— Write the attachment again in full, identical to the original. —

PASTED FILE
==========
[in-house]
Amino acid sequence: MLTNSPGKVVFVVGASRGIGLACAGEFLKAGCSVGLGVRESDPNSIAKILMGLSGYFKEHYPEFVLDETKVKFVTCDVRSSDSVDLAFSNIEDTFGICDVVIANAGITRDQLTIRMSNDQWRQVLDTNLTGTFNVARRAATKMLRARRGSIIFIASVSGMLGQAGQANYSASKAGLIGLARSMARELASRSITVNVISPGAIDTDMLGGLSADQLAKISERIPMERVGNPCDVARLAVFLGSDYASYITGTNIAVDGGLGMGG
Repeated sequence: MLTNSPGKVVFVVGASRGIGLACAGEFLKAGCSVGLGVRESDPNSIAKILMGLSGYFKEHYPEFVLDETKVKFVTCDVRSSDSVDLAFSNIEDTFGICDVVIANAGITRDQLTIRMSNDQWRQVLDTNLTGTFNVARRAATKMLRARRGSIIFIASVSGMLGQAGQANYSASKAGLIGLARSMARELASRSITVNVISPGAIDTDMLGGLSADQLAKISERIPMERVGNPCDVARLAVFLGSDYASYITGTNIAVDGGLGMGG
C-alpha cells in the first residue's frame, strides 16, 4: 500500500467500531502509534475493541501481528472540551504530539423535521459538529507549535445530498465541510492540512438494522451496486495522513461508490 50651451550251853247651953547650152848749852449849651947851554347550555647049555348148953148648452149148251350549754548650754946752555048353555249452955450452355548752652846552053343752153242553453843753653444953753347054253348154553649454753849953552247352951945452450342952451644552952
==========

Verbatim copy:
[in-house]
Amino acid sequence: MLTNSPGKVVFVVGASRGIGLACAGEFLKAGCSVGLGVRESDPNSIAKILMGLSGYFKEHYPEFVLDETKVKFVTCDVRSSDSVDLAFSNIEDTFGICDVVIANAGITRDQLTIRMSNDQWRQVLDTNLTGTFNVARRAATKMLRARRGSIIFIASVSGMLGQAGQANYSASKAGLIGLARSMARELASRSITVNVISPGAIDTDMLGGLSADQLAKISERIPMERVGNPCDVARLAVFLGSDYASYITGTNIAVDGGLGMGG
Repeated sequence: MLTNSPGKVVFVVGASRGIGLACAGEFLKAGCSVGLGVRESDPNSIAKILMGLSGYFKEHYPEFVLDETKVKFVTCDVRSSDSVDLAFSNIEDTFGICDVVIANAGITRDQLTIRMSNDQWRQVLDTNLTGTFNVARRAATKMLRARRGSIIFIASVSGMLGQAGQANYSASKAGLIGLARSMARELASRSITVNVISPGAIDTDMLGGLSADQLAKISERIPMERVGNPCDVARLAVFLGSDYASYITGTNIAVDGGLGMGG
C-alpha cells in the first residue's frame, strides 16, 4: 500500500467500531502509534475493541501481528472540551504530539423535521459538529507549535445530498465541510492540512438494522451496486495522513461508490 50651451550251853247651953547650152848749852449849651947851554347550555647049555348148953148648452149148251350549754548650754946752555048353555249452955450452355548752652846552053343752153242553453843753653444953753347054253348154553649454753849953552247352951945452450342952451644552952